Spell level 1-3: No change.
Spell level 4-6: Full round action( or 2, if that's already what it is)
Spell level 7-9: 1 round (comes into effect on your next action)

-or-

Spell level 1-3: no change
Spell level 4-6: 1 round
Spell level 7-9: 1 round + full round action. Meaning that you would cast it on your init, wait for that to come around again, then finish your spell.

I think the second was more what I was going for, and now that I'm looking at it, it wouldn't be so bad.

Look at some of these (http://www.d20srd.org/srd/spellLists/sorcererWizardSpells.htm#ninthLevelSorcererWizardS pells). Dominate monster, Mass hold monster, Meteor swarm, Weird, Wail of the banshee... Compare these to an average attack routine, and tell me who come out on top. Compare that to two and you start to get close.

An additional rule would be that when you start to cast a spell, keep a running tally of received attacks going. Add that times the spell level to your Concentration DC, rather than each hit. Example:

Jack is a 9th level wizard who got jumped by bandits. He tries to cast a Teleport, a 5th level spell to get him out of harm's way. He starts to cast, provoking an AoO from each bandit. Say they all hit.

Old system He would need to make a 4 DC's at 10+5(spell level)+5, or 20. Not so hard; a 9th level caster has 12 ranks, so anything better than an 8 keeps the spell.

With the new system: He would need to make one each at 20,25, 30, and 35.

This should make the wizard think about what he's doing, rather than going to his highest level spell right off the bat.

This is still a work in progress, I'm still looking for more ideas, try to balance this out.

Sebastian
2008-01-10, 09:06 AM
actually with the old system he need just to rolls a single (15+spell level=20) concentration check to cast defensively and he is fine, just remove casting defensively and he should be nerfed enough (without CD he need to pass all four checks to be safe, that is (with 12 ranks) a 2.5% probability of success, if I've not miscalculated.)

Kesnit
2008-01-10, 10:00 AM
Old system He would need to make a 4 DC's at 10+5(spell level)+5, or 20. Not so hard; a 9th level caster has 12 ranks, so anything better than an 8 keeps the spell.

With the new system: He would need to make one each at 20,25, 30, and 35.

This should make the wizard think about what he's doing, rather than going to his highest level spell right off the bat.

This is still a work in progress, I'm still looking for more ideas, try to balance this out.

Yeah, brilliant. So he dies because he can't do anything. (/sarcasm)

I've read several of these "oh, Wizards/Clerics/Druids are too powerful. Let's nerf them" threads and one question keeps going through my mind - do you nerf the monsters your group faces to make up for it?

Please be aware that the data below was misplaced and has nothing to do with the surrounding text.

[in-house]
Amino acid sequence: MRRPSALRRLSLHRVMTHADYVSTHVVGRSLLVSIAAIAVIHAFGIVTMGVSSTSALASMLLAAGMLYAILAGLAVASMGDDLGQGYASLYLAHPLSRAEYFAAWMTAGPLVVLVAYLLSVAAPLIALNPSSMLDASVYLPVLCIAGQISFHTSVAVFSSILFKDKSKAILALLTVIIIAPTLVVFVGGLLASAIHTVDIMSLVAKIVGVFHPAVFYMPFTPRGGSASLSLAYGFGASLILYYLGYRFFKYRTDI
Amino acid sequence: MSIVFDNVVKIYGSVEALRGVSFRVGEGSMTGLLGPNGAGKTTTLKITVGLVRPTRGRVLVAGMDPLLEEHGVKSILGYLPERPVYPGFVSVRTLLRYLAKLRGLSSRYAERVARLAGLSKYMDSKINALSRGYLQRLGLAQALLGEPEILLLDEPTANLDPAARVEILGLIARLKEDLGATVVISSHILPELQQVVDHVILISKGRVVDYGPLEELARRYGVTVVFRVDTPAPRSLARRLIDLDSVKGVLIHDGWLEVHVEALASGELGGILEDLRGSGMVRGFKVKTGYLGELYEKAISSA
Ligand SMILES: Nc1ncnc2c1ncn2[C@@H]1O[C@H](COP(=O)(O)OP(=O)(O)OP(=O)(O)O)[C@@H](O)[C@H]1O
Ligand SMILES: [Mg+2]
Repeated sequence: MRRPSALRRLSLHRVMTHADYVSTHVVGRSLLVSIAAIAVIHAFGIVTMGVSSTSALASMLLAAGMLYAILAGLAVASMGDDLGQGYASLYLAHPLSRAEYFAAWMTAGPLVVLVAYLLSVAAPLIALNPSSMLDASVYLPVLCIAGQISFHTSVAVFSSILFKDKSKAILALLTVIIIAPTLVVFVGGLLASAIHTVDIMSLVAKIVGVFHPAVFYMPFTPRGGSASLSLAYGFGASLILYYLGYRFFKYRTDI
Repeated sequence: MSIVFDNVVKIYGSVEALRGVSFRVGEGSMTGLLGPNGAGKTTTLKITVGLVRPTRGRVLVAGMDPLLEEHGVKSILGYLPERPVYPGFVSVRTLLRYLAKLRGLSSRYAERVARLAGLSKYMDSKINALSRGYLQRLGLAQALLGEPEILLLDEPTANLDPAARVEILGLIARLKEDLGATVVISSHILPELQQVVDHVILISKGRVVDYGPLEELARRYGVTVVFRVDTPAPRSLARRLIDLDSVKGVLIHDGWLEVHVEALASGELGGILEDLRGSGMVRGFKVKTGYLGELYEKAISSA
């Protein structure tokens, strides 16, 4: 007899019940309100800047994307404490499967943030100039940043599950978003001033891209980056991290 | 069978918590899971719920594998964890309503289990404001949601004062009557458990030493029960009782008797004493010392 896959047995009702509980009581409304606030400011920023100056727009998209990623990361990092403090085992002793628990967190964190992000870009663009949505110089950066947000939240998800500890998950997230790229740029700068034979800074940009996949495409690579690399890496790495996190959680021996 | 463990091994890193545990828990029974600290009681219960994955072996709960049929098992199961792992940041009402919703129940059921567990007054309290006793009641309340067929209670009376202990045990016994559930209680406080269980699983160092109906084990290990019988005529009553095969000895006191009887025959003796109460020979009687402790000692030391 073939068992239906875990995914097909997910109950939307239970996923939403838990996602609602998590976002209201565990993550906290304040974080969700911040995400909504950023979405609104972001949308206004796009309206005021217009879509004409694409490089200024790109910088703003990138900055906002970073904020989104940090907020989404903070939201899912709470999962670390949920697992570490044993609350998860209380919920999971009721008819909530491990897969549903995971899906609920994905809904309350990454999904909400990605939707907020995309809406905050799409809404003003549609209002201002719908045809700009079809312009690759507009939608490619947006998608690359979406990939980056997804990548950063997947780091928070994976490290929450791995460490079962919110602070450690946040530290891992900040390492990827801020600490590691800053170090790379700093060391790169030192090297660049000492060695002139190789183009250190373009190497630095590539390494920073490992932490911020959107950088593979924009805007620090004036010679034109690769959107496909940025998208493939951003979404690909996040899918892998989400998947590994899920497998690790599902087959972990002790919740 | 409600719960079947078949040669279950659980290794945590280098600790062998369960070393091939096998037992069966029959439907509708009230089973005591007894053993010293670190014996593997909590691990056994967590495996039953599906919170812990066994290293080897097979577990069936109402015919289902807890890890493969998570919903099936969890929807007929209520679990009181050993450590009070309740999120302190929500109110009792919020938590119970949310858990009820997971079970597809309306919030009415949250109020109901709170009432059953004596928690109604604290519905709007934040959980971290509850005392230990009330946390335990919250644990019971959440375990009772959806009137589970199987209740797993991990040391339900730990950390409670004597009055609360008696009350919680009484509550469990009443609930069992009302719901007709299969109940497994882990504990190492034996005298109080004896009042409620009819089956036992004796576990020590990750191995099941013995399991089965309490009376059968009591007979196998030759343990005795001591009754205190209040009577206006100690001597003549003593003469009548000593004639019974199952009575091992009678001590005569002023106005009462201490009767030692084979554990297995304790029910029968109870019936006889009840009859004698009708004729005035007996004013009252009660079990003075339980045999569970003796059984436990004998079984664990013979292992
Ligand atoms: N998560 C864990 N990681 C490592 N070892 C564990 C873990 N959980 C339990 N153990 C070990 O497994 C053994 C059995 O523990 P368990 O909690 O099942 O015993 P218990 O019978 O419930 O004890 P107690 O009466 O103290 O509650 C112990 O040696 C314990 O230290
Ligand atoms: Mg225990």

Look at it this way...

Freddie Fighter and Wally Wizard are part of a adventuring party. A group of monsters rush down the hall and attack the party. Freddie, being a fighter, can attack (and probably do damage) every round. Under the current system, Wally can do the same (or buff Freddie, or debuff a monster). Under one of the "make castings longer" systems, Freddie spends 2-3 rounds attacking by himself while Wally tries to get his 1 spell off. In that time, the monsters are getting their licks in at Freddie - attacks at least some of them would not have managed to make had Wally been able to cast. This puts Freddie at a severe disadvantage since he is taking damage that he otherwise would not have taken.

Sebastian
2008-01-10, 05:39 PM
...(without CD he need to pass all four checks to be safe, that is (with 12 ranks) a 2.5% probability of success, if I've not miscalculated.)
And of course I have miscalculated, the second (and hopefully correct) attempt give me something around a 17% chance of success, maybe a bit high in that situation, but acceptable IMHO. So if you want to nerf casters, my suggestion is to start getting rid of the casting defensively option or at least increase its DC. That cover a big part of it, IMHO.

Idea Man
2008-01-10, 07:57 PM
I think the basic idea of higher level spells taking longer to cast has merit. Wizards/sorcerers especially have the ability to end the fight in one round, and frequently do. Slowing them down wouldn't be game breaking, just annoying (to the casters). If they want to do something quickly, they can always cast a lower level spell, or use rapid spell to speed up the casting.

As noted by Blue Paladin, certain spells were faster in 2nd ed, and exceptions could be made for certain spells. The power words are an obvious example, but I think perhaps evocation spells might qualify as well. They are designed for battle (primarily), and you'd want to cast them as quickly as possible. Mechanically, in core, the only spell I see that's not a "battle" spell is forcecage (by battle, I mean a spell which directly effects/damages one/several foes).

This would leave an option available to wizards at all levels to "do something" each round. It would also make blasting spells more appealing, perhaps on par or better than battlefield control spells. But probably not. :smalltongue: